Compared to the 2016 survey, our data also showed a trend that indicates individuals are more concerned about their wellbeing when consuming illicit substances and increasingly likely to utilise pill testing services. In our survey only 3.1% of individuals responded that they would be ‘not at all’ likely utilise a free pill testing service compared with 13% in 2016 . Almost three quarters of the individuals (73.3%) surveyed responded that their likelihood of using a pill testing service was ‘a lot’; when compared to 2016 data, where 54.4% of individuals responded it was ‘highly likely’ they would use a free pill testing service . However, it should be acknowledged that this could be due to chance and we used convenience sampling. Future research, could examine changes in attitudes towards drug-checking over time and control for baseline differences.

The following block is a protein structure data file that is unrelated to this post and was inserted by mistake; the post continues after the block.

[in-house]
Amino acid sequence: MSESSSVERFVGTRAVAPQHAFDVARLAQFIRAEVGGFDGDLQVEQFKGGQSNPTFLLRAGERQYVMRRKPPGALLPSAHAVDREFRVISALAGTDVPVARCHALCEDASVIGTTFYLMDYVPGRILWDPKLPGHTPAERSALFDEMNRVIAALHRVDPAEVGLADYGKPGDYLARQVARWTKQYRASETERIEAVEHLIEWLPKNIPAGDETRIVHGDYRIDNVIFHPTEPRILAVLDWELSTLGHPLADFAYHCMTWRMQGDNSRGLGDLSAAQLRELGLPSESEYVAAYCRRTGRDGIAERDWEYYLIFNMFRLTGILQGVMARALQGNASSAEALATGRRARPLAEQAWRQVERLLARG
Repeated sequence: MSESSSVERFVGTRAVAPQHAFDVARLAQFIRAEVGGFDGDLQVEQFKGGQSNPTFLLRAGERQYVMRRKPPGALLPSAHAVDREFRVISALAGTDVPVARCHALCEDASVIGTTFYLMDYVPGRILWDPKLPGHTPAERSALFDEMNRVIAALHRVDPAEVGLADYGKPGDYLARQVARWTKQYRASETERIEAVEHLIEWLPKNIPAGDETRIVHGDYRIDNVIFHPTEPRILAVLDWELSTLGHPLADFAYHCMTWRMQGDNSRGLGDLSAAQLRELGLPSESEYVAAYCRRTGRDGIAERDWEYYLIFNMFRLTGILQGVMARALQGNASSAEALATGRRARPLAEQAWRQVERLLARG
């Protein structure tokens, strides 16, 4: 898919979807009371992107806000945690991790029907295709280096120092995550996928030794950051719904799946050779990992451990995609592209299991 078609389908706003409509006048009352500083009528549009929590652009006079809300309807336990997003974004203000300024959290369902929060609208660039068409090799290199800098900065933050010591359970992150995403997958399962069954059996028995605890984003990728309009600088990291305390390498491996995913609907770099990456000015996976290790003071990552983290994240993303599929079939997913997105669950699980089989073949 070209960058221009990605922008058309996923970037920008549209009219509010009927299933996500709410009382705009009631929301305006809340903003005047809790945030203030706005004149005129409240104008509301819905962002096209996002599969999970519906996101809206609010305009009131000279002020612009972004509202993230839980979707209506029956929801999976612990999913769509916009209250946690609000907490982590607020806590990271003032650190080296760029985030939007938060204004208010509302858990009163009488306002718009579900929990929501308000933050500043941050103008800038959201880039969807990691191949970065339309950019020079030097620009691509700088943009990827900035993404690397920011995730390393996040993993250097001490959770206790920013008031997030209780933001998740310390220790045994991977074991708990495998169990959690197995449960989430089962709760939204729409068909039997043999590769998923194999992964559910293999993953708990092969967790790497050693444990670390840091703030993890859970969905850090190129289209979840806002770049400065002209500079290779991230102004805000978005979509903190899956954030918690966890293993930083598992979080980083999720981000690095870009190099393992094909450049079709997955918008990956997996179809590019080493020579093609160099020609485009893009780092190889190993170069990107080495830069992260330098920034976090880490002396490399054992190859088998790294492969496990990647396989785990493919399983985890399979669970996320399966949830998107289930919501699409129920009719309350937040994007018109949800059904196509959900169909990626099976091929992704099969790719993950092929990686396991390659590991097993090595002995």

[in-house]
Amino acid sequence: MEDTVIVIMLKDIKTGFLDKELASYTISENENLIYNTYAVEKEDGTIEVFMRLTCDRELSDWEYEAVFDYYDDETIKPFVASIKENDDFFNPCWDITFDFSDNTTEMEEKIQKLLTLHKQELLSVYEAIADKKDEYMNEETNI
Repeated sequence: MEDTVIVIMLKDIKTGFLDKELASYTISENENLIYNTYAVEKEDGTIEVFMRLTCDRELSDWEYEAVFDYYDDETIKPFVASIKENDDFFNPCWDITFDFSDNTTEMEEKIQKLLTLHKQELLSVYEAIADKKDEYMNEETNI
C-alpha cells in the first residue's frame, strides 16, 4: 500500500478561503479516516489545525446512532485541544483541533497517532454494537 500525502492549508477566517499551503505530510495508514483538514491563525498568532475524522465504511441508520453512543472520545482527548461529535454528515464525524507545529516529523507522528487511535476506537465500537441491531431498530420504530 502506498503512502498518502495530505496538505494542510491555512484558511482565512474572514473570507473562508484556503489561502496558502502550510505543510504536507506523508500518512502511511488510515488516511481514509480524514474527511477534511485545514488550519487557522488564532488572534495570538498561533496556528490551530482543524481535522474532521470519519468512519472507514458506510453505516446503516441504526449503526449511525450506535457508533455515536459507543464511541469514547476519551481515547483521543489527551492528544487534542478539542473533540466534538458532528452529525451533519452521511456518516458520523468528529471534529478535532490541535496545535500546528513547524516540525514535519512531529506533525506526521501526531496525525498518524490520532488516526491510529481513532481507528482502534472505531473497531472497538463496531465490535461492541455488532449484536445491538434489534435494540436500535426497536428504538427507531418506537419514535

Another important finding of our study is the extent to which individuals would heed the results of pill testing services if they were to be made available at Australian live music events. Over half of respondents (52.3%) answered that if a harmful substance was detected they would be ‘not at all’ likely to consume the drug. An additional 25.9% responded they would be ‘a little’ bit likely to consume the pill. This finding is poignant for policy makers as it indicates that individuals would not only utilise pill testing services, but would also trust and act upon the outcome of such testing, therefore altering consumption habits. However, still about half of the participants said they would consider taking the drug. When these findings are combined with increased individual investigation into the content and/or purity of their pills and the increased likelihood of utilising pill testing services should they be available, it is evident that people who use drugs are interested in participating in harm minimisation programs. These would have the potential to influence individual consumption patterns and potentially prevent individuals suffering adverse health outcomes. However, we also acknowledge that a variety of preventive actions are required for specific circumstances and different population needs. We also acknowledge that the risk of not detecting harmful substances with pill-testing services, and their reliability and accuracy remains.